WHO WROTE COPPER KETTLE?

    A Study In Disputed Authorship

    By Ross Altman, PhD.

    Copper KettleSometime during Prohibition—which lasted from the passage of the 18th Amendment in 1920 to its repeal with the passage of the 21st Amendment in1933—Elliot Ness and his revenuers came to a Kentucky moonshiner’s cabin in the Appalachian Mountains and knocked on the door. A young boy answered and Ness asked him if his pa was home.

    Read more: WHO WROTE COPPER KETTLE?



    RICK TURNER, HANDMADE?:“YES, NO, MAYBE AND ALWAYS”

    Interview with the legendary guitar luthier at NAMM 2017

    By Annette Siegal

    Rick Turner at NAMM BoothThis year at NAMM I decided to focus on seeking out an instrument maker (luthier) that was more than a production line. With imports of instruments in mass numbers, and varying degrees of quality, I believe from a luthier’s wife perspective that it’s also important to retain handcrafted skills.

    One such luthier is Rick Turner of Rick Turner Guitars. His remarkable story started from a small town in Massachusetts and ended up influencing the sound of many musicians / bands that are intertwined with a part of America’s musical history. He’s also a collector of Howe-Orme instruments that were coincidentally made in MA (1897-1910).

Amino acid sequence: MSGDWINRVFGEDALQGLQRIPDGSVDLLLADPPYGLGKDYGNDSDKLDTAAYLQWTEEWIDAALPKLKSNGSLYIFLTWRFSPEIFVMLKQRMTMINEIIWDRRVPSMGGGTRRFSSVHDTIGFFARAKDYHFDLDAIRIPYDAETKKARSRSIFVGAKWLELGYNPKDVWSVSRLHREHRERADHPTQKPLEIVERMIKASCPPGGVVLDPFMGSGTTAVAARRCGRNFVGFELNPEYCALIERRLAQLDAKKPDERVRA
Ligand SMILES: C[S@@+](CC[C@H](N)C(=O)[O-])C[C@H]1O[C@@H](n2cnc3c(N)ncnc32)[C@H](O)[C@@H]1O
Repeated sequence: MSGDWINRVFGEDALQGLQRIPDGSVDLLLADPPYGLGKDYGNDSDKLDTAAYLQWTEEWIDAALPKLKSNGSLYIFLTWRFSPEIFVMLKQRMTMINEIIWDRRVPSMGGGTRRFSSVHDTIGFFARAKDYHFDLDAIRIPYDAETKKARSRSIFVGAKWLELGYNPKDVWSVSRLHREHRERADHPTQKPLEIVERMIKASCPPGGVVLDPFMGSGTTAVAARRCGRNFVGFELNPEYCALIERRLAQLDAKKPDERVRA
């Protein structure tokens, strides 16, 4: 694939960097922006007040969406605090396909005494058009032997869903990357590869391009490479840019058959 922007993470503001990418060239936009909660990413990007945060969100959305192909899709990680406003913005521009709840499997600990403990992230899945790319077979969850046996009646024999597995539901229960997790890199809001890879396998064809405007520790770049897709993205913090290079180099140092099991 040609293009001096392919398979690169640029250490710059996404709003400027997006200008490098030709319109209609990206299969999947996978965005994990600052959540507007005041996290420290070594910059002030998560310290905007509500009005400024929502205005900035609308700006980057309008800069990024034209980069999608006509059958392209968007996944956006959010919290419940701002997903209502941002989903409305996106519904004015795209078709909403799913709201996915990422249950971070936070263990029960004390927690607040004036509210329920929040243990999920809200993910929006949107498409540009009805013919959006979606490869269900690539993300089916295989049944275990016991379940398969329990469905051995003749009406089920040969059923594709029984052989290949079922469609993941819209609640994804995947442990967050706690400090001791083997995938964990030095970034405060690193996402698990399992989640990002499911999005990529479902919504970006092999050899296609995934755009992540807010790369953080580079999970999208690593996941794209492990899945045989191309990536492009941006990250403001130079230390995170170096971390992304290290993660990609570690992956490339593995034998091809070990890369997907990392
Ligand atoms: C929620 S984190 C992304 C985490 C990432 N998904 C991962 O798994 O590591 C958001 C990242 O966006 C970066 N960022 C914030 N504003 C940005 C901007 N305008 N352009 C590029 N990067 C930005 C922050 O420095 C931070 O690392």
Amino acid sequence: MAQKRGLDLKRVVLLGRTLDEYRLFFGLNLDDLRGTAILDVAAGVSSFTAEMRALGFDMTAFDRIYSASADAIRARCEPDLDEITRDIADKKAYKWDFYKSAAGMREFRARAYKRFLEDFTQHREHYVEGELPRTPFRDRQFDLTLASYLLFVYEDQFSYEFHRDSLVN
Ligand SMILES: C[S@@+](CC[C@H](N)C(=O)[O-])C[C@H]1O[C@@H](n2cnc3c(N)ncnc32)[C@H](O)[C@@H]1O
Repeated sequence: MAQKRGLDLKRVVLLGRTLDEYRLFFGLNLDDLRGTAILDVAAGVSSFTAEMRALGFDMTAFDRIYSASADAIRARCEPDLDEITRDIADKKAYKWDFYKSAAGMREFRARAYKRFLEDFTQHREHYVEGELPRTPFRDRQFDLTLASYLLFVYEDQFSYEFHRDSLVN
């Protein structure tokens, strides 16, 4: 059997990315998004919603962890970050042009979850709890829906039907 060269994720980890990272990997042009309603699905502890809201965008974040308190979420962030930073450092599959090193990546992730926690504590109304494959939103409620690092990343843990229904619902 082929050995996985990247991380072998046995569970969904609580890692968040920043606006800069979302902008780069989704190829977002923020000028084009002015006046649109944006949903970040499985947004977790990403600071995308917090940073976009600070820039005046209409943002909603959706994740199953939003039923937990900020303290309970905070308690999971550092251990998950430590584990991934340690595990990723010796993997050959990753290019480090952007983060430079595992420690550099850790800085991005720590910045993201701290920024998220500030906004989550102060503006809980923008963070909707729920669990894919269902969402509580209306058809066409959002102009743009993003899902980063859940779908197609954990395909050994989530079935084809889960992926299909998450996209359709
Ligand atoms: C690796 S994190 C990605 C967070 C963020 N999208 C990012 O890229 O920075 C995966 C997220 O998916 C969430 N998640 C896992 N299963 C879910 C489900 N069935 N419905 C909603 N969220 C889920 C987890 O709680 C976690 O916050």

Read more: RICK TURNER, HANDMADE?:“YES, NO, MAYBE AND ALWAYS”


    COLUMN OF THE WEEK

    January-February 2017

    INTERVIEW WITH AARON O’ROURKE

    SUNDAY NOVEMBER 27th, 2016

    By Joellen Lapidus

    CD Cover Unaccompanied001Once you hear Aaron O’Rourke play Hi Mom or Spoon on the mountain dulcimer, your past concepts of what a dulcimer sounds like will change forever. His melodies, rhythms, playfulness, and exceptional finger technique bend your recollection of the sound of the mountain dulcimer into a new shape. Take a listen and judge for yourself.

    Read more: INTERVIEW WITH AARON O’ROURKE

    GRAMMY NOMINEES


    everything but ...

    Classic song performed by guys who would become rock legends

    Read more: JORMA KAUKONEN - JACK CASADY


    FULL CALENDAR

    MUSIC       DANCE

    TODAY'S CALENDAR 2/22/17


    MUSIC


    7:00pm THE CAIRO GANG / JOHN GORKA

    Tales from the Tavern -Maverick Saloon

    3687 Sagunto St., Santa Ynez, CA 93460

    805-686-4785


    7:30pm INTERNATIONAL GUITAR NIGHT